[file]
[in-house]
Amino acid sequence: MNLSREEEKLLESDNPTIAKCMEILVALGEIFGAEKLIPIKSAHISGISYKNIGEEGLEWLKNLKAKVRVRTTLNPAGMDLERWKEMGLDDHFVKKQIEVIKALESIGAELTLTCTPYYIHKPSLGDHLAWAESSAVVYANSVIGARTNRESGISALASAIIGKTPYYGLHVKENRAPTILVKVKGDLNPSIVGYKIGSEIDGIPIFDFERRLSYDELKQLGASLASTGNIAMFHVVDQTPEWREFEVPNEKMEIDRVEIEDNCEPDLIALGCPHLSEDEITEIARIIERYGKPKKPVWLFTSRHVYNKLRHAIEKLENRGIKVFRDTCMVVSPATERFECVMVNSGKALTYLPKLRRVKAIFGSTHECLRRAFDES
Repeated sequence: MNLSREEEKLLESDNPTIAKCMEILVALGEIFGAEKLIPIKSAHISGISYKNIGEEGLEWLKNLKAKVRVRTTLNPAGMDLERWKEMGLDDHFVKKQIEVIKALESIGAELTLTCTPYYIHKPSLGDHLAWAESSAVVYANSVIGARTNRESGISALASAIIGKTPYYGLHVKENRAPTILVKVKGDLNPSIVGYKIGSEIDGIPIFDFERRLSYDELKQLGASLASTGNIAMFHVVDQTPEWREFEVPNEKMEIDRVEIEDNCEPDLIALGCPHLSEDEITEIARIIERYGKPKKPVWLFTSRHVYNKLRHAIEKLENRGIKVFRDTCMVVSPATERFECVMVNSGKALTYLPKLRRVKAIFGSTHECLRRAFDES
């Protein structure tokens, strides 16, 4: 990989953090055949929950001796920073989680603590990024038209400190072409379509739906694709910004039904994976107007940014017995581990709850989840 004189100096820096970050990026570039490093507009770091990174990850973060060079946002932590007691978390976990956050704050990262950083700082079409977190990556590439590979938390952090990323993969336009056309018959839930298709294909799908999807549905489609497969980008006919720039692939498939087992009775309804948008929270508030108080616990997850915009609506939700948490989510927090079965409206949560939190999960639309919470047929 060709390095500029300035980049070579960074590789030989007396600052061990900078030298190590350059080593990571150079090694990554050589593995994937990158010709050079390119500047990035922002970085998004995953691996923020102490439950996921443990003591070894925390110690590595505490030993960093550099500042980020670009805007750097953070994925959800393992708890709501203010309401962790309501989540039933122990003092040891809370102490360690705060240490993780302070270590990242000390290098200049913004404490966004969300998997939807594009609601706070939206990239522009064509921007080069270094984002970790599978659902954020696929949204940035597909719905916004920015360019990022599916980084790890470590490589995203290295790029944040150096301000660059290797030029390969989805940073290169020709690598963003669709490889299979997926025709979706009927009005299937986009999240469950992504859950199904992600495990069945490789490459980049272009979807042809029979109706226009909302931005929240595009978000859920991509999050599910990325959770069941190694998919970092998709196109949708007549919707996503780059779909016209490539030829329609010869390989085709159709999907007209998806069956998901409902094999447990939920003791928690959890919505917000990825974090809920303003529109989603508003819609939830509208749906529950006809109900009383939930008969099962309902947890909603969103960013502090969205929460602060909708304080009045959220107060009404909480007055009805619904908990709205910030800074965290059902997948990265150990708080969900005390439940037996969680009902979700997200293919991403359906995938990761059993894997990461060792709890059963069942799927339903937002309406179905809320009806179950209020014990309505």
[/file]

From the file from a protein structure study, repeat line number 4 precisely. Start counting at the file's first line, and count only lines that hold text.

């Protein structure tokens, strides 16, 4: 990989953090055949929950001796920073989680603590990024038209400190072409379509739906694709910004039904994976107007940014017995581990709850989840 004189100096820096970050990026570039490093507009770091990174990850973060060079946002932590007691978390976990956050704050990262950083700082079409977190990556590439590979938390952090990323993969336009056309018959839930298709294909799908999807549905489609497969980008006919720039692939498939087992009775309804948008929270508030108080616990997850915009609506939700948490989510927090079965409206949560939190999960639309919470047929 060709390095500029300035980049070579960074590789030989007396600052061990900078030298190590350059080593990571150079090694990554050589593995994937990158010709050079390119500047990035922002970085998004995953691996923020102490439950996921443990003591070894925390110690590595505490030993960093550099500042980020670009805007750097953070994925959800393992708890709501203010309401962790309501989540039933122990003092040891809370102490360690705060240490993780302070270590990242000390290098200049913004404490966004969300998997939807594009609601706070939206990239522009064509921007080069270094984002970790599978659902954020696929949204940035597909719905916004920015360019990022599916980084790890470590490589995203290295790029944040150096301000660059290797030029390969989805940073290169020709690598963003669709490889299979997926025709979706009927009005299937986009999240469950992504859950199904992600495990069945490789490459980049272009979807042809029979109706226009909302931005929240595009978000859920991509999050599910990325959770069941190694998919970092998709196109949708007549919707996503780059779909016209490539030829329609010869390989085709159709999907007209998806069956998901409902094999447990939920003791928690959890919505917000990825974090809920303003529109989603508003819609939830509208749906529950006809109900009383939930008969099962309902947890909603969103960013502090969205929460602060909708304080009045959220107060009404909480007055009805619904908990709205910030800074965290059902997948990265150990708080969900005390439940037996969680009902979700997200293919991403359906995938990761059993894997990461060792709890059963069942799927339903937002309406179905809320009806179950209020014990309505």